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Woes of the True Policeman: A Novel Hardcover – November 13, 2012
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Yet another posthumous, unfinished novel by literary giant Bolaño has surfaced, though it’s said this will be the last. While it is no Savage Detectives (1998; tr. 2007), 2666 (2004; tr. 2008), nor many others, Bolaño fans, and there are many, will have no trouble delving right in to once again devour the master linguist’s every word. The story, about a Chilean professor, Amalfitano, forced to flee Barcelona with his daughter to Mexico due to scandal, uses character names and themes from Bolaño’s previous novels and therefore feels somewhat familiar. Still, this is far from table scraps. The work may be incomplete, but Bolaño, periodically tinkering on the novel from the 1980s until his death, in 2003, had nearly created a fully realized world, one begging to be further fleshed out. But even in an unpolished manuscript, his capacity for spinning out pages-long sentences using language in new and surprising ways shows that this is quintessential Bolaño. For writers, the various stages of completion wonderfully illustrate Bolaño’s creative process. With more time alive, Bolaño could have made this another treasure of world literature. --Casey Bayer
“The most significant Latin American literary voice of his generation.” ―The New York Times Book Review
“One of our greatest writers...Latin American letters (wherever it may reside) has never had a greater, more disturbing avenging angel than Bolaño.” ―Junot Díaz, The New York Times Book Review
“The writing never feels stale but, rather incredibly, shines anew....The publication of a Bolaño novel, complete or not, is never anything less than an event of language and devilish wit.” ―The Wall Street Journal
“Bolaño's voice demands attention.” ―The New Yorker
“Bolaño [seems] to come from an understanding that people are portholes; that a creation can represent singular space that otherwise would go unknown....He allows the novel to vibrate through its box.” ―Vice
“Indelible Bolaño...[Woes of the True Policeman] may offer insight into the writer's larger project.” ―Los Angeles Times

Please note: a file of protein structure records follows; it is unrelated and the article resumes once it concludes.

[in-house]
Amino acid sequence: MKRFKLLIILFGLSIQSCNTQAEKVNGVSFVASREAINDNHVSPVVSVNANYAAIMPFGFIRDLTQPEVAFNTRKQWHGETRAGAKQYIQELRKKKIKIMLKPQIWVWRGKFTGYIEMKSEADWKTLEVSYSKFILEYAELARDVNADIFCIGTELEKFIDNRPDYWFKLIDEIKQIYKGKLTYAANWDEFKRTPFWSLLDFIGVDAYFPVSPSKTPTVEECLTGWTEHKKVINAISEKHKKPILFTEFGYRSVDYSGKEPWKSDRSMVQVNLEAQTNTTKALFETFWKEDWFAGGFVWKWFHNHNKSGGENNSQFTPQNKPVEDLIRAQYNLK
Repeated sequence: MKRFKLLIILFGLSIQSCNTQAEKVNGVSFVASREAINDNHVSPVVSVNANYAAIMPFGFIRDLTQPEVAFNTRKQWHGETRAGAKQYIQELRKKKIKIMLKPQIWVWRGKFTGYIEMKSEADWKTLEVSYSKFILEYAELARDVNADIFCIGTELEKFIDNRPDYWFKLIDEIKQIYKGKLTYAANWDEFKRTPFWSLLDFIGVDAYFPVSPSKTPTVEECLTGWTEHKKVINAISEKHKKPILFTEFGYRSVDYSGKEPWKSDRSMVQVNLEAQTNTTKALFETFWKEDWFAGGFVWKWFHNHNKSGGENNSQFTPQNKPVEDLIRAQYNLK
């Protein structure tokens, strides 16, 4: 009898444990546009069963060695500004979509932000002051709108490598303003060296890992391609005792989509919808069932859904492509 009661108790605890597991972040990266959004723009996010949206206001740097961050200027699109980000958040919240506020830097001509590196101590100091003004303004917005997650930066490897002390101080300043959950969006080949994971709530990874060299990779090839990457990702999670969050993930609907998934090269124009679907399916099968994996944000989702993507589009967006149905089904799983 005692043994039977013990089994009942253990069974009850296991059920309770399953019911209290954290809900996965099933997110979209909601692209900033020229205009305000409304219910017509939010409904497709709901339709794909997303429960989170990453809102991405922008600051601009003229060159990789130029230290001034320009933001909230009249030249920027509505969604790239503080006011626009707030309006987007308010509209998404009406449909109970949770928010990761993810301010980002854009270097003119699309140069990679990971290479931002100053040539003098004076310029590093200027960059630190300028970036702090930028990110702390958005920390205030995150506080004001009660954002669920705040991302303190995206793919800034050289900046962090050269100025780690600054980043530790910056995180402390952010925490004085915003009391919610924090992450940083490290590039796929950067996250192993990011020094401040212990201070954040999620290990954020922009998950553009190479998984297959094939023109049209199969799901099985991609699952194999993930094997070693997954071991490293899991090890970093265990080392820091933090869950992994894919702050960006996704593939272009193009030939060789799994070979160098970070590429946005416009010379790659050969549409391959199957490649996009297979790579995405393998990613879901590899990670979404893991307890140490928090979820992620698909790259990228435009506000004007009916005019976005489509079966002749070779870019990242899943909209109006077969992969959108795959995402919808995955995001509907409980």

“Full of delights...like watching a master magician unpacking his bag of tricks.” ―The New Orleans Times-Picayune
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This book's "plot," such as it is, begins after the first chapter, which is a commentary about literature in general and categories of poetry in particular. In Chapter Two, Bolano gives the background for Padilla, a Barcelona student who has seduced his fifty-year-old professor, Amalfitano, the widowed father of a teenaged daughter and around whom the novel revolves. Padilla's childhood, his relationship with his father, his tendency to violence, the writing of his first book of poetry, and a film which Padilla plans to make about Leopardi, the Italian poet/philosopher, are all discussed in detail. When a whispering campaign regarding Professor Amalfitano and Padilla endangers Amalfitano's job at the University of Barcelona, Amalfitano must find another place to teach, this time going to the University of Santa Teresa, a town modeled on Ciudad Juarez, on the border of Mexico and Texas. Padilla stays on in Barcelona, writing a novel.
The action swirls back and forth and around in time, gradually filling in, at random, details about Amalfitano's marriage and fatherhood, his various jobs in other countries, his changing political points of view, and his favorite poets and novelists. Though Amalfitano maintains a correspondence with former lover Padilla in Barcelona, much of the action in Santa Teresa centers on his new relationship with another young man, Castillo. Unlike Padilla, who is a writer, Castillo is a painter - or, rather, a forger of paintings by other, well-known painters, especially the pop artist Larry Rivers. Much later in the novel, amidst many other digressions, Amalfitano's life with former lover Padillo takes on new importance and leads to philosophical discussions about reality and what one may expect to gain from a long life of introspection.
If all this seems wandering, diffuse, and lacking in focus, it is. Bolano leaves it to the reader - his "true policeman" of the title - to put it all together. Through additional digressions about the Mexican Revolution and Pancho Villa; the fighting of the Mexicans against the French and Belgians; the love story of Amalfitano's daughter Rosa; five generations of women named Maria Exposito; identical twins named Pedro and Pablo Negrete, one of whom becomes chief of police and the other of whom becomes a philosophy student; the investigation of Amalfitano by the police; and the succession of political leaders in Santa Teresa, Bolano keeps the reader intrigued, though puzzled. The disconnection, not only in our lives, but also in our expectations regarding writing and the other arts is apparently the objective of the author. "Look over there, dig over there, over there lie traces of truth," he says. "In the Great Wilderness... It's with the pariahs that you'll find some justification, if not vindication."